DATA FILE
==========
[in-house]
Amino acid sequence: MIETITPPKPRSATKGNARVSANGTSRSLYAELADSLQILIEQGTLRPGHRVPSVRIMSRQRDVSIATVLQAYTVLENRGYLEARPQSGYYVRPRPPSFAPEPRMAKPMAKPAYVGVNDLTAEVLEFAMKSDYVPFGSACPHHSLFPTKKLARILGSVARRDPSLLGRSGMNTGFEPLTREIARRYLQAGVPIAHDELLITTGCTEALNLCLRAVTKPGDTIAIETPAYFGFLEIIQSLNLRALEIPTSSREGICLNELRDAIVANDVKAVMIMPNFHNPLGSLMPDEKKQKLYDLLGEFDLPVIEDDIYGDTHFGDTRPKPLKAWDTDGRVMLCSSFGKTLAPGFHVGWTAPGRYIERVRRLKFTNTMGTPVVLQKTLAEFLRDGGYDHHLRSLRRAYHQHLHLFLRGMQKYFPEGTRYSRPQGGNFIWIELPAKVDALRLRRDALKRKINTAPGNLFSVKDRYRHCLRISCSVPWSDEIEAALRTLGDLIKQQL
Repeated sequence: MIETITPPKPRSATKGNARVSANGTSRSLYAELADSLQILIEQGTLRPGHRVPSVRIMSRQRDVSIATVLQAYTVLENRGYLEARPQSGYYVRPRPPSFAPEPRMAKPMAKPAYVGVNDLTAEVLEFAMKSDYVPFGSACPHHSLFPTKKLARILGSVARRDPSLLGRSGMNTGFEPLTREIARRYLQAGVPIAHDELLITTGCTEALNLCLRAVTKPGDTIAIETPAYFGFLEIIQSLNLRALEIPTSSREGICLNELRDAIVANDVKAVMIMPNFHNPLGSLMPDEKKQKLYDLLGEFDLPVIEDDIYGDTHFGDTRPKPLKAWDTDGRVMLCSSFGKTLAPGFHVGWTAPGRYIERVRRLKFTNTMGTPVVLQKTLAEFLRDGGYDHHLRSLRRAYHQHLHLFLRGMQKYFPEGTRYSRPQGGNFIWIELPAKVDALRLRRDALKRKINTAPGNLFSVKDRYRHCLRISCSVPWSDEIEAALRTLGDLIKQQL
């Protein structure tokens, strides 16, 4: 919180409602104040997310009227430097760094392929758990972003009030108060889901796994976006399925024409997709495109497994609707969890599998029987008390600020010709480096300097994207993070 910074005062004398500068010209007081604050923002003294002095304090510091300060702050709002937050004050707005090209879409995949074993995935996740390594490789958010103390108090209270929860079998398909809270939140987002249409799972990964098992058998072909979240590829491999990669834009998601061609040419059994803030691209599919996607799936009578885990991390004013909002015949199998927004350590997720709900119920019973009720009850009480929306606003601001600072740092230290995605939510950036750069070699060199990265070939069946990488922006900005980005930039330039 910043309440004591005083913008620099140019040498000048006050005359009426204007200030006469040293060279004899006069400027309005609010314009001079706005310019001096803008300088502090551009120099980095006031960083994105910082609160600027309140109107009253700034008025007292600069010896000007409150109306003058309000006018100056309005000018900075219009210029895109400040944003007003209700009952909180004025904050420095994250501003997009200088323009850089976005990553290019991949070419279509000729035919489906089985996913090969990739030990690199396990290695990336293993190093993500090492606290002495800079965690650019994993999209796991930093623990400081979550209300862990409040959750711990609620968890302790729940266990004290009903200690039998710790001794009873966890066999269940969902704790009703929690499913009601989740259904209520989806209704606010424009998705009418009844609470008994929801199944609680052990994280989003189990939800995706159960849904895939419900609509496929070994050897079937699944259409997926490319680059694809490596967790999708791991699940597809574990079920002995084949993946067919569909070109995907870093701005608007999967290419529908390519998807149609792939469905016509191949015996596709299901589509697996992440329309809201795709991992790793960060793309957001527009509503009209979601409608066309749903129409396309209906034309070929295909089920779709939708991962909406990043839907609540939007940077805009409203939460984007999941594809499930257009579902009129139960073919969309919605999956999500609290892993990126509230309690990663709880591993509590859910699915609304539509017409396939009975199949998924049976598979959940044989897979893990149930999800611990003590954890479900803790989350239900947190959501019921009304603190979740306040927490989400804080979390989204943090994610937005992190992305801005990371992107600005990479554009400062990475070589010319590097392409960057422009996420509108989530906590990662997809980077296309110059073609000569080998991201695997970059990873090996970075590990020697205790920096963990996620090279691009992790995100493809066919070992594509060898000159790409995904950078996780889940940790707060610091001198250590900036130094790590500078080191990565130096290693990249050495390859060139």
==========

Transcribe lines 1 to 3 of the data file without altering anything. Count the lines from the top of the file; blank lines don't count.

[in-house]
Amino acid sequence: MIETITPPKPRSATKGNARVSANGTSRSLYAELADSLQILIEQGTLRPGHRVPSVRIMSRQRDVSIATVLQAYTVLENRGYLEARPQSGYYVRPRPPSFAPEPRMAKPMAKPAYVGVNDLTAEVLEFAMKSDYVPFGSACPHHSLFPTKKLARILGSVARRDPSLLGRSGMNTGFEPLTREIARRYLQAGVPIAHDELLITTGCTEALNLCLRAVTKPGDTIAIETPAYFGFLEIIQSLNLRALEIPTSSREGICLNELRDAIVANDVKAVMIMPNFHNPLGSLMPDEKKQKLYDLLGEFDLPVIEDDIYGDTHFGDTRPKPLKAWDTDGRVMLCSSFGKTLAPGFHVGWTAPGRYIERVRRLKFTNTMGTPVVLQKTLAEFLRDGGYDHHLRSLRRAYHQHLHLFLRGMQKYFPEGTRYSRPQGGNFIWIELPAKVDALRLRRDALKRKINTAPGNLFSVKDRYRHCLRISCSVPWSDEIEAALRTLGDLIKQQL
Repeated sequence: MIETITPPKPRSATKGNARVSANGTSRSLYAELADSLQILIEQGTLRPGHRVPSVRIMSRQRDVSIATVLQAYTVLENRGYLEARPQSGYYVRPRPPSFAPEPRMAKPMAKPAYVGVNDLTAEVLEFAMKSDYVPFGSACPHHSLFPTKKLARILGSVARRDPSLLGRSGMNTGFEPLTREIARRYLQAGVPIAHDELLITTGCTEALNLCLRAVTKPGDTIAIETPAYFGFLEIIQSLNLRALEIPTSSREGICLNELRDAIVANDVKAVMIMPNFHNPLGSLMPDEKKQKLYDLLGEFDLPVIEDDIYGDTHFGDTRPKPLKAWDTDGRVMLCSSFGKTLAPGFHVGWTAPGRYIERVRRLKFTNTMGTPVVLQKTLAEFLRDGGYDHHLRSLRRAYHQHLHLFLRGMQKYFPEGTRYSRPQGGNFIWIELPAKVDALRLRRDALKRKINTAPGNLFSVKDRYRHCLRISCSVPWSDEIEAALRTLGDLIKQQL